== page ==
When it comes to talent acquisition, one of the biggest challenges facing businesses is finding candidates who strike a balance between the right skills and the right personality.
For HR professionals and managers the world over, the dream situation is to stumble across a candidate who combines all the necessary hard skills with a personality that perfectly aligns with the company culture.
In reality, however, candidates who display both factors in abundance are rare — especially for businesses operating in candidate-short talent markets. Managers are often forced to choose between those who have the necessary technical skills and those who fit the culture and the vision of the company.
This challenging reality has a number of implications for a business. For example, if a candidate is recruited for their skill-set without sufficient consideration of their cultural fit, the candidate could thrive in the short-term but become disillusioned in the long-term.
The right balance between cultural fit and skill-set is vital. A successful hire can help boost a company’s bottom line, enhance company culture, and ultimately attract better quality candidates in the future. On the other hand, the consequences of making the wrong hire can cause lost productivity, lower morale, and the substantial financial costs of finding a replacement.
Recruiting for skills
Candidates with all the right skills on their CVs are noticed immediately by recruiters and managers. A savvy candidate will incorporate the most up-to-date keywords and tailor their past experience to the role to which they’re applying.
However, with values-driven millennials making up the largest generation in the workforce and more businesses placing a greater emphasis on workplace harmony, recruiting by skill-set alone seems like an increasingly short-sighted approach.
As we enter the Fourth Industrial Revolution, technology is evolving so rapidly that hard-earned technical skills can quickly become redundant without ongoing learning and development. Even the most experienced people need to update their skills.
Managers, therefore, should aim to keep abreast of technological and societal changes and factor this into their recruitment strategy.
Recruiting for personality
The OED defines ‘personality’ as “the combination of characteristics or qualities that form an individual's distinctive character.”
Broken down, this can be interpreted as the beliefs, principles or standards of behaviour that define a person’s conduct — in other words, it’s their judgement of what is important in life.
Beliefs define how people behave, what they stand for, and what is intrinsically important to them. Beliefs also develop early in life but can change depending on the vagaries of a person’s experience.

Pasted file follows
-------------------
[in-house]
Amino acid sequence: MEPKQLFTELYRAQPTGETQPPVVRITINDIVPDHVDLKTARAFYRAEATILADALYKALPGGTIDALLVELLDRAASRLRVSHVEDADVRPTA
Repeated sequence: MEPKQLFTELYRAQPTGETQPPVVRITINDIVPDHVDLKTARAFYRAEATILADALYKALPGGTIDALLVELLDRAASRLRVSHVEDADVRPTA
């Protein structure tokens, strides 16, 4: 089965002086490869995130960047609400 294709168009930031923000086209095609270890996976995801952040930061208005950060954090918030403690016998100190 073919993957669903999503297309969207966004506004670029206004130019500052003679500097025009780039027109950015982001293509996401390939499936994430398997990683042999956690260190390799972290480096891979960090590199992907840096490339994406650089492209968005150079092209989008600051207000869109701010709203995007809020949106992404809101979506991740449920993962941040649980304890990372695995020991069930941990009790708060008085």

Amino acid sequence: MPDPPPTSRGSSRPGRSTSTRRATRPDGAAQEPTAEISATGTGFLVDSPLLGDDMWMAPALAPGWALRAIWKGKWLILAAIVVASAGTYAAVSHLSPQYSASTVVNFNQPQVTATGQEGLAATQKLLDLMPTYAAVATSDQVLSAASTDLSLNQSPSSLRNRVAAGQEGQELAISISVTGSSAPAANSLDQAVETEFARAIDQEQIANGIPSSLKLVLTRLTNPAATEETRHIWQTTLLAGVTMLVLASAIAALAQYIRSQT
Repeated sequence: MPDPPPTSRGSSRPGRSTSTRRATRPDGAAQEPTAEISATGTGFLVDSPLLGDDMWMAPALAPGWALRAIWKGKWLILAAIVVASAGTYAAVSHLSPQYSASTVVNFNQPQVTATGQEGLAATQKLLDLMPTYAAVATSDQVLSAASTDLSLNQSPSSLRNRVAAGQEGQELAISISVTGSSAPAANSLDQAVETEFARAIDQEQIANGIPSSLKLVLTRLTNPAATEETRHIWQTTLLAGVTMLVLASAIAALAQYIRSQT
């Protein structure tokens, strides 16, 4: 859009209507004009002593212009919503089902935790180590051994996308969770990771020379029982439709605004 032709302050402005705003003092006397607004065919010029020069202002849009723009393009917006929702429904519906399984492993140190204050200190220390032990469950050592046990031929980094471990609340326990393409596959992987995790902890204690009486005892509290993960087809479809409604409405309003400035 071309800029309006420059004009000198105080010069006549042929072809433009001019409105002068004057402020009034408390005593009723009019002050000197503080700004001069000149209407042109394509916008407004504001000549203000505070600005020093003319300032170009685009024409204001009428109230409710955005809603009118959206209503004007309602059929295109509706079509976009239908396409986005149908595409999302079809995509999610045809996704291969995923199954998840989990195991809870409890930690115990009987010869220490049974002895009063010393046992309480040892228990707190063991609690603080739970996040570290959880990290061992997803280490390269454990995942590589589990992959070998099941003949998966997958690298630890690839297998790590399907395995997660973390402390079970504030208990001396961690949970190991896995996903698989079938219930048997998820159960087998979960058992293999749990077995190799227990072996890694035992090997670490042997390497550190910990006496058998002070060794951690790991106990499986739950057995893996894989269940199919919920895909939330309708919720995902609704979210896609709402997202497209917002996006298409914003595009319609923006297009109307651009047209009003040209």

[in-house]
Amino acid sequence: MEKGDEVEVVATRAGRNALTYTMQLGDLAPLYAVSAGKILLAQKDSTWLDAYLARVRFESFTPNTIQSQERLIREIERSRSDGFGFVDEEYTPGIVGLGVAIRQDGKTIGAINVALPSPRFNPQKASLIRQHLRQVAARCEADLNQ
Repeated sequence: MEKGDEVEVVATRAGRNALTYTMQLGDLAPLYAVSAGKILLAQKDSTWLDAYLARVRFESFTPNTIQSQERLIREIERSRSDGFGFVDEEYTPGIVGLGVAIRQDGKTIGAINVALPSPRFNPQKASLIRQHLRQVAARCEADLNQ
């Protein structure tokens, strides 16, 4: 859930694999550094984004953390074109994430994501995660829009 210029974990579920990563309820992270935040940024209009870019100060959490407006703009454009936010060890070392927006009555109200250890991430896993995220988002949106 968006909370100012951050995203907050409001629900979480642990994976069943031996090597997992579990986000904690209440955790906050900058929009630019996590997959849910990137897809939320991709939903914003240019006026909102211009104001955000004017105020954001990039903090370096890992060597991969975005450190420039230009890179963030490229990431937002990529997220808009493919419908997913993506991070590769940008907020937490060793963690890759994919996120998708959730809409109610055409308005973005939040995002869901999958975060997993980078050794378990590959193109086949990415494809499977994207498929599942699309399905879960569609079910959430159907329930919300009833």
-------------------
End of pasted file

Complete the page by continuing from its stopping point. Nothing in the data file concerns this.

Soft skills are inextricably tied up with personality. When recruiting for personality, businesses seek out candidates who are open-minded, work well as part of a team, have a positive attitude, and are good communicators.
According to the World Economic Forum, the top ten work skills most valued in 2020 will be:
1. Complex problem solving
2. Critical thinking
4. People management
5. Coordinating with others
6. Emotional intelligence
7. Judgement and decision making
8. Service orientation
10. Cognitive flexibility
With a focus on open-mindedness, collaboration and adaptability, these in-demand soft skills demonstrate the importance of an agile, iterative approach to work. As start-ups disrupt the business landscape and technology hurtles us towards an automated future, the human aspect has never been more important.
However, there are some potential drawbacks to recruiting a person based on personality. For example, many managers may unwittingly conflate their ideal personality type with the candidate they get along with best. While some candidates will sail through interviews with flying colours, they may present a less favourable side to themselves when faced with the day-to-day challenges of the job. As such, it’s critical that businesses measure personality in an intentional, objective, and evidence-based way.
Increasingly, forward-thinking businesses are emphasising personality over skill-set. After all, it’s easier to upskill and provide training for personality-based hires than it is to change the minds of people hired for their technical expertise.
There is no universal answer to the question of whether skills or personality are more important. The answer to such a question entirely depends on the needs of the company doing the recruiting. Managers thus have to ask themselves the following:
- which factor — skill set or personality — is more important for the company?
- which factor better suits the team?
- which factor does the role most require?
After considering these questions, managers may find themselves giving different answers to different questions. For example, the company may require a technical whizz to step into a role with a pre-existing skill set, but the team may prioritise a certain type of personality to help consolidate and grow their internal culture.
In such a situation, it’s best to place emphasis on personality. While a great cultural fit can be trained up in the necessary skills, a poor fit is unlikely to change their mind about an organisation.
If possible, a blend between the two is the ideal scenario. When strong candidates are in short supply, any staffing decision should be reached via an objective recruitment process that aligns the long-term professional growth of the candidate with the long-term strategic goals of the business.